274 pages | 6 B/W Illus.
For most people in rural South Africa, traditional justice mechanisms provide the only feasible means of accessing any form of justice. These mechanisms are popularly associated with restorative justice, reconciliation and harmony in rural communities. Yet, this ethnographic study grounded in the political economy of rural South Africa reveals how historical conditions and contemporary pressures have strained these mechanisms’ ability to deliver the high normative ideals with which they are notionally linked. In places such as Msinga access to justice is made especially precarious by the reality that human insecurity – a composite of physical, social and material insecurity – is high for both ordinary people and the authorities who staff local justice forums; cooperation is low between traditional justice mechanisms and the criminal and social justice mechanisms the state is meant to provide; and competition from purportedly more effective ‘twilight institutions’, like vigilante associations, is rife. Further contradictions are presented by profoundly gendered social relations premised on delicate social trust that is closely monitored by one’s community and enforced through self-help measures like witchcraft accusations in a context in which violence is, culturally and practically, a highly plausible strategy for dispute management.
These contextual considerations compel us to ask what justice we can reasonably speak of access to in such an insecure context and what solutions are viable under such volatile human conditions? The book concludes with a vision for access to justice in rural South Africa that takes seriously ordinary people’s circumstances and traditional authorities’ lived experiences as documented in this detailed study. The author proposes a cooperative governance model that would maximise the resources and capacity of both traditional and state justice apparatus for delivering the legal and social justice – namely, peace and protection from violence as well as mitigation of poverty and destitution – that rural people genuinely need.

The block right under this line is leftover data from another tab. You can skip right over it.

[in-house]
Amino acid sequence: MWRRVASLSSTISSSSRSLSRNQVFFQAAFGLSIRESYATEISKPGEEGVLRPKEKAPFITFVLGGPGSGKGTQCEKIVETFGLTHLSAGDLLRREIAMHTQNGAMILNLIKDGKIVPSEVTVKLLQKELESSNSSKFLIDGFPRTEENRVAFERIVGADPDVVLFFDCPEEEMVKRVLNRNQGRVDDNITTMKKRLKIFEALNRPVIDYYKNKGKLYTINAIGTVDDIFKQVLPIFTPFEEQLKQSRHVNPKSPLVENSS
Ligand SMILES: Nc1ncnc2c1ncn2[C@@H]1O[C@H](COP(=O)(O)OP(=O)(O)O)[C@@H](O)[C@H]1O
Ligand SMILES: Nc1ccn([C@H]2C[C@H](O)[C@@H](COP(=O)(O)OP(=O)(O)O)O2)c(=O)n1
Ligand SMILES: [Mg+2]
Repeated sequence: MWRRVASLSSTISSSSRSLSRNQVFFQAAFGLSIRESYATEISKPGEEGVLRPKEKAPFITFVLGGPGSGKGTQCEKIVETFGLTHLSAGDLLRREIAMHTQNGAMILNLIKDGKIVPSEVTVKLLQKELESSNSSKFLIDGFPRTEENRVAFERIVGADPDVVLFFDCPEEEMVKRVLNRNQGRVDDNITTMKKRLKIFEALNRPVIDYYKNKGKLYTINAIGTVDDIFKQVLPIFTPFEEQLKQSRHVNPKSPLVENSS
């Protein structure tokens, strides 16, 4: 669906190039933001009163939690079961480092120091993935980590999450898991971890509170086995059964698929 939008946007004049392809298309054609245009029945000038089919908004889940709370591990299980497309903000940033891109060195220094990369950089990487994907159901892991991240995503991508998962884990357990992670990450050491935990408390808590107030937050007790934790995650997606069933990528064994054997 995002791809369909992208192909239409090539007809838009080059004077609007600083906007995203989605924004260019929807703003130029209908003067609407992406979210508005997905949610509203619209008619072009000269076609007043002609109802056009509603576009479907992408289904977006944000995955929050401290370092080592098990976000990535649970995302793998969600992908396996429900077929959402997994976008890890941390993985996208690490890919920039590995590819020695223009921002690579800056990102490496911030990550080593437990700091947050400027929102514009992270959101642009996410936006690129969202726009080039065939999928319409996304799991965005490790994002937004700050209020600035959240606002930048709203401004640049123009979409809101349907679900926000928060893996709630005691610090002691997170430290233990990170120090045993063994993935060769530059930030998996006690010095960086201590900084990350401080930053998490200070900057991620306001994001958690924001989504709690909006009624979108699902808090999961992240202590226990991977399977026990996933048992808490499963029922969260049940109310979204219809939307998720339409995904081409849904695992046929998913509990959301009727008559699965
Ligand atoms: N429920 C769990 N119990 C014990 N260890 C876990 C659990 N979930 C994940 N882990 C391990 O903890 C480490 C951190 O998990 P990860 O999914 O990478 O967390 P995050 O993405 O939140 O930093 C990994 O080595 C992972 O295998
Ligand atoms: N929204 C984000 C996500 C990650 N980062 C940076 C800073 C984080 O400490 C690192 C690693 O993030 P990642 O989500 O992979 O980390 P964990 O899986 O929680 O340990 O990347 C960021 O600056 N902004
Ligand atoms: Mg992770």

'This is an important book at a crucial time. It is important because it is a rare anthropological study of how traditional courts function in one part of the country, Msinga. It comes at a crucial time as the question of how to regulate traditional courts has perplexed South African policy-makers for decades and attempts at doing so have so far failed. A key insight of the book is that traditional courts should not be equated to courts but are better understood as vernacular forums for local dispute resolution. The author argues persuasively that regulation of these fora should seek to foster their capacity to be successful mediators of community conflict.'
Kate O'Regan, University of Oxford, UK, and former Judge, Constitutional Court of South Africa
'The lasting contribution of the book lies in the author’s ability to demonstrate the complexities of traditional justice mechanisms and the dilemmas of rural people who depend on them, especially women, while offering some hope that these mechanisms, and the core values underpinning them, can be strengthened to make these systems a viable component of the states’ strategies to provide real access to justice for these communities.'
Thandabantu Nhlapo, University of Cape Town, South Africa
'This book is a must-read for anyone concerned with access to justice by the rural poor in the developing world. Combining ethnography and political economy to good effect, and informed by a sophisticated conceptual framework, the book provides compelling arguments on the contradictory nature of ‘traditional’ mechanisms for resolving disputes in rural South Africa. It also outlines convincing arguments for a co-operative governance model of dispute resolution. A tour de force…'
Ben Cousins, Institute for Poverty, Land and Agrarian Studies, University of the Western Cape, South Africa
1. Introduction; Section I: Interpolating vernacular dispute management in South Africa;2. Contentious background: history and theory; Section II: Institutional attributes of dispute management in Msinga;3. Controversial subject matter: what disputes are heard?; 4. Competing authorities: what forums exist over what jurisdictions and how do they manage disputes between them?; Section III: Interpersonal attributes of dispute management in Msinga;5. Contradictory social relations: who is disputing with whom and why?; 6. Conflicting identities: fears, vulnerabilities and strengths accompanying gender and age; 7. Confounding objectives: what do people really want?; Section IV: Integrating access to justice and human security in rural South Africa; 8. Conclusion: a vision of the South African legal order far beyond the Traditional Courts Bill